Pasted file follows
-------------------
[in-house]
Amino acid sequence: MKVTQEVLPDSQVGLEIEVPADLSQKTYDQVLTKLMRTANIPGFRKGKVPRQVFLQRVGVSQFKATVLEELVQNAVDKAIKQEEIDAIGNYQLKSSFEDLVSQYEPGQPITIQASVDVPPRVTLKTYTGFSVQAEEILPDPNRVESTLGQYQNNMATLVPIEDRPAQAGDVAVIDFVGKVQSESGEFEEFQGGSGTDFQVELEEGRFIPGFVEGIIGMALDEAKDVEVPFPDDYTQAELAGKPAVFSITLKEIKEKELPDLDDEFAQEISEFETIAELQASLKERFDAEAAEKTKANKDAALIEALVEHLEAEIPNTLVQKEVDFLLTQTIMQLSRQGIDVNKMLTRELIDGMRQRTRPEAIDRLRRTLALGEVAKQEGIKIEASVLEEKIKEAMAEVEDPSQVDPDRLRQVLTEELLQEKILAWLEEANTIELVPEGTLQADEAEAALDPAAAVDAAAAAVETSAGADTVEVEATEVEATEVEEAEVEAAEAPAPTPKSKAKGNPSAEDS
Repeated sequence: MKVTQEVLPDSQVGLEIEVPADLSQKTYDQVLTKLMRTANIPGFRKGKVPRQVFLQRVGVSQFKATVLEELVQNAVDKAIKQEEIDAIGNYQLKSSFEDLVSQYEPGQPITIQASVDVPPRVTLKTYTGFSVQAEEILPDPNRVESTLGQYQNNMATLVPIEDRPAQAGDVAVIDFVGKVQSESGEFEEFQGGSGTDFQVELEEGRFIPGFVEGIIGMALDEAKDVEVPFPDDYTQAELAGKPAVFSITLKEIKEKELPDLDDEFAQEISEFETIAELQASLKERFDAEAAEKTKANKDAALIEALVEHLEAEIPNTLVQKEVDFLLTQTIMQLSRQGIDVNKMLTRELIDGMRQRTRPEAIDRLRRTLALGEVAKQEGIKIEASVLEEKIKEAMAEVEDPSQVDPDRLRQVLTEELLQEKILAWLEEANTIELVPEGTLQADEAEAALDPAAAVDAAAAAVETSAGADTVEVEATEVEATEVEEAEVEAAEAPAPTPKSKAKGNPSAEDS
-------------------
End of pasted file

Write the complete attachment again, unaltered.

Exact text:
[in-house]
Amino acid sequence: MKVTQEVLPDSQVGLEIEVPADLSQKTYDQVLTKLMRTANIPGFRKGKVPRQVFLQRVGVSQFKATVLEELVQNAVDKAIKQEEIDAIGNYQLKSSFEDLVSQYEPGQPITIQASVDVPPRVTLKTYTGFSVQAEEILPDPNRVESTLGQYQNNMATLVPIEDRPAQAGDVAVIDFVGKVQSESGEFEEFQGGSGTDFQVELEEGRFIPGFVEGIIGMALDEAKDVEVPFPDDYTQAELAGKPAVFSITLKEIKEKELPDLDDEFAQEISEFETIAELQASLKERFDAEAAEKTKANKDAALIEALVEHLEAEIPNTLVQKEVDFLLTQTIMQLSRQGIDVNKMLTRELIDGMRQRTRPEAIDRLRRTLALGEVAKQEGIKIEASVLEEKIKEAMAEVEDPSQVDPDRLRQVLTEELLQEKILAWLEEANTIELVPEGTLQADEAEAALDPAAAVDAAAAAVETSAGADTVEVEATEVEATEVEEAEVEAAEAPAPTPKSKAKGNPSAEDS
Repeated sequence: MKVTQEVLPDSQVGLEIEVPADLSQKTYDQVLTKLMRTANIPGFRKGKVPRQVFLQRVGVSQFKATVLEELVQNAVDKAIKQEEIDAIGNYQLKSSFEDLVSQYEPGQPITIQASVDVPPRVTLKTYTGFSVQAEEILPDPNRVESTLGQYQNNMATLVPIEDRPAQAGDVAVIDFVGKVQSESGEFEEFQGGSGTDFQVELEEGRFIPGFVEGIIGMALDEAKDVEVPFPDDYTQAELAGKPAVFSITLKEIKEKELPDLDDEFAQEISEFETIAELQASLKERFDAEAAEKTKANKDAALIEALVEHLEAEIPNTLVQKEVDFLLTQTIMQLSRQGIDVNKMLTRELIDGMRQRTRPEAIDRLRRTLALGEVAKQEGIKIEASVLEEKIKEAMAEVEDPSQVDPDRLRQVLTEELLQEKILAWLEEANTIELVPEGTLQADEAEAALDPAAAVDAAAAAVETSAGADTVEVEATEVEATEVEEAEVEAAEAPAPTPKSKAKGNPSAEDS